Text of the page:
“How satisfied are you with your mental game? Would your coach rate you as having a strong mental approach to volleyball? If you could improve just a few things in your mental game, what would they be?

I’ve been the mental game coach to Olympic, National and State Championship volleyball players and coaches, and to NCAA Division I collegiate volleyball programs. I recently helped a youth team win the Northern California Girls Championships, and earn a bid to the national championships.

Here are four mental strategies you can use to ignite your mental game of volleyball into the next level.

  1. Know What You Can Control And Let The Rest Go: Smart volleyball players know what they can and cannot control. They make this distinction so they can manage their minds better. Can you control what someone may be thinking about you? No—Let it go. Can you control what you are thinking, about anything? Yes. It’s very simple, but it takes discipline and mental control. Try it—you’ll be amazed at how something so simple can be so powerful.
  2. Stop The Drama In Your Mind: In a perfect world, everyone on your team would get along and support each other. In reality, people can tend to snipe, complain and backstab others. This strife and drama can ruin your on-court focus, even though some of these social antics may be taking place off-court. Your task is to erase these negative behaviors with your unconditional support of your teammates, at least when on court. Forgive people for being imperfect and simply focus on the ball, not the team dynamics.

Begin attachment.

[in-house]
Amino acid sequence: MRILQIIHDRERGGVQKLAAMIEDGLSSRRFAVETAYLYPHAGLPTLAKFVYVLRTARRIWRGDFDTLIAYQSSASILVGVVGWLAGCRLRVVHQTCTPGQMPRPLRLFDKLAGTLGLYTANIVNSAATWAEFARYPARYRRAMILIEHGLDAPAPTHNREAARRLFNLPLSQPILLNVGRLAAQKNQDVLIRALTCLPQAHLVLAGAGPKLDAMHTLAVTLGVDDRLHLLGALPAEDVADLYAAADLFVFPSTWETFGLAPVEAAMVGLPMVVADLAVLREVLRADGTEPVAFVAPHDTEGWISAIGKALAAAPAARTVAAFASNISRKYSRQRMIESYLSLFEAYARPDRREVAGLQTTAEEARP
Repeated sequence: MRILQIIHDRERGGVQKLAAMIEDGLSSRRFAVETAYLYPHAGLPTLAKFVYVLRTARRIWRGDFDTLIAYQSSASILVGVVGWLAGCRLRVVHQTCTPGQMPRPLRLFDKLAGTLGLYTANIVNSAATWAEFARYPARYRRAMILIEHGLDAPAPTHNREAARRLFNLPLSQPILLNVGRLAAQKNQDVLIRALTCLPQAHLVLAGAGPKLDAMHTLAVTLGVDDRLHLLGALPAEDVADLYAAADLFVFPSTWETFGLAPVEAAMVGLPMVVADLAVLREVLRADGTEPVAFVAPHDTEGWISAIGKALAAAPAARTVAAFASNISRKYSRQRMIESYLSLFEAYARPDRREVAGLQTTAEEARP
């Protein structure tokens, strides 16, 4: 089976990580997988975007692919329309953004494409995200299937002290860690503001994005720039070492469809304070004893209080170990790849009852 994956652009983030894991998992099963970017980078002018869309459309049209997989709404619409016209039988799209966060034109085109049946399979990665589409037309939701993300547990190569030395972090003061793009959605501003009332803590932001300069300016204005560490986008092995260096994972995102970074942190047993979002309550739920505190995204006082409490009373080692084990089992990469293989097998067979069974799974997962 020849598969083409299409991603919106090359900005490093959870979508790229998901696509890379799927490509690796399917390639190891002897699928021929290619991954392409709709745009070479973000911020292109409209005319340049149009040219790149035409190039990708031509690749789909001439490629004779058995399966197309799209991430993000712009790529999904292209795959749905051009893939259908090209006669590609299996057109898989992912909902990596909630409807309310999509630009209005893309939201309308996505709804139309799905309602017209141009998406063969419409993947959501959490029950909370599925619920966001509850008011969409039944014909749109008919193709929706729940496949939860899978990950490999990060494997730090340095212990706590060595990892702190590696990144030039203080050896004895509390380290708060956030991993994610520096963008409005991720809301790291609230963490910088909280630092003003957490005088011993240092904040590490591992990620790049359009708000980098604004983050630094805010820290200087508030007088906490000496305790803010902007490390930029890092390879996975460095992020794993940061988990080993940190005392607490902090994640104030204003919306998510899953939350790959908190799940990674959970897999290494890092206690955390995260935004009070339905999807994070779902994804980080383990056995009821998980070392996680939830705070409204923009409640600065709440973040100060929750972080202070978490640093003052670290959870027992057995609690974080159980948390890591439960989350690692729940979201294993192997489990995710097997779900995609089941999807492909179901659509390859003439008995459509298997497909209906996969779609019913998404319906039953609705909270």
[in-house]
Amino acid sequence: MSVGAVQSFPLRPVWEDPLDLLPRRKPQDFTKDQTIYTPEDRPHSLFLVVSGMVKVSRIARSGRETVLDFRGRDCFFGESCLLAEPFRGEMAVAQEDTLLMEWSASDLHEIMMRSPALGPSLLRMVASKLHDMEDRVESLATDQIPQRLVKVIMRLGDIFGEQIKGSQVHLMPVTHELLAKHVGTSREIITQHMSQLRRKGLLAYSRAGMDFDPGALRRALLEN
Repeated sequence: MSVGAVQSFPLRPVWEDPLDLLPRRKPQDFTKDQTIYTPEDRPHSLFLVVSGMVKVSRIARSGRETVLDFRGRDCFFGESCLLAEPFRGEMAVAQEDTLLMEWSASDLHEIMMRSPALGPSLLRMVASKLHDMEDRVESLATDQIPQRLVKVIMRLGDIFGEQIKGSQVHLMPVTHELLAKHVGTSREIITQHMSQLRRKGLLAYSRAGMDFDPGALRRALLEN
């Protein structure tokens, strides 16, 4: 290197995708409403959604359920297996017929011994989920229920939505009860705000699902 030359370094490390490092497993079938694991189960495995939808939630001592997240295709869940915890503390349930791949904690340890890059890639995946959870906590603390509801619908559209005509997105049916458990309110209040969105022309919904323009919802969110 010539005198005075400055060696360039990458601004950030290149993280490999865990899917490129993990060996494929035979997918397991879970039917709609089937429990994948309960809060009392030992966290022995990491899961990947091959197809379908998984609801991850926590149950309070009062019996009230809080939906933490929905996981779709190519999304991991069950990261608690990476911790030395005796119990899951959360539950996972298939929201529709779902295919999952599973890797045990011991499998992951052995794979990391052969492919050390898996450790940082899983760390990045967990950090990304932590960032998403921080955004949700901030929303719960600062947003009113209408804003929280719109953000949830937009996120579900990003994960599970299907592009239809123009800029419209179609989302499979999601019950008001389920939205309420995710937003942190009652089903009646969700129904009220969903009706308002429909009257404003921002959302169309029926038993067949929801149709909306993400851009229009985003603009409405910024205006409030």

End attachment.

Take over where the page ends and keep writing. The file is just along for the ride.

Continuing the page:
3. Turn Your Superstitions Into Rituals: Do you pull up your kneepad a certain way when you really need to turn in a big play? Or do you have other lucky charms you call on to bring you good results? These are superstitions, and if they don’t get in your way, they can be good harmless fun. But if they cause you or others time issues or other problems, it’s time to convert them into compact, manageable rituals. You should have a ritual before every point, and it should be easily accomplished, no matter what.
  4. Take Responsibility For Yourself: When you think, “My coach runs such a boring practice session!”, you are giving away your mental powers to that negative thought. Yes, maybe the coach could be livelier, but you are in charge of how you respond to every situation, so take responsibility for yourself and make the most of the situation. Work hard, ask questions, be focused and you will find that those once-boring practices suddenly are a whole lot more interesting and worthwhile. And all because you decided to tune in, instead of tune out.
Now you know more about the mental game of volleyball, and about how to manage your own mental process. You are in charge of what is in your mind, and about how you react to situations. As you take more responsibility for yourself you will gain a growing sense of power and mastery. Take that power, because that is what will make you great.” – Bill Cole, MS, MA

Copyright © 2014 Bill Cole, MS, MA. All rights reserved.

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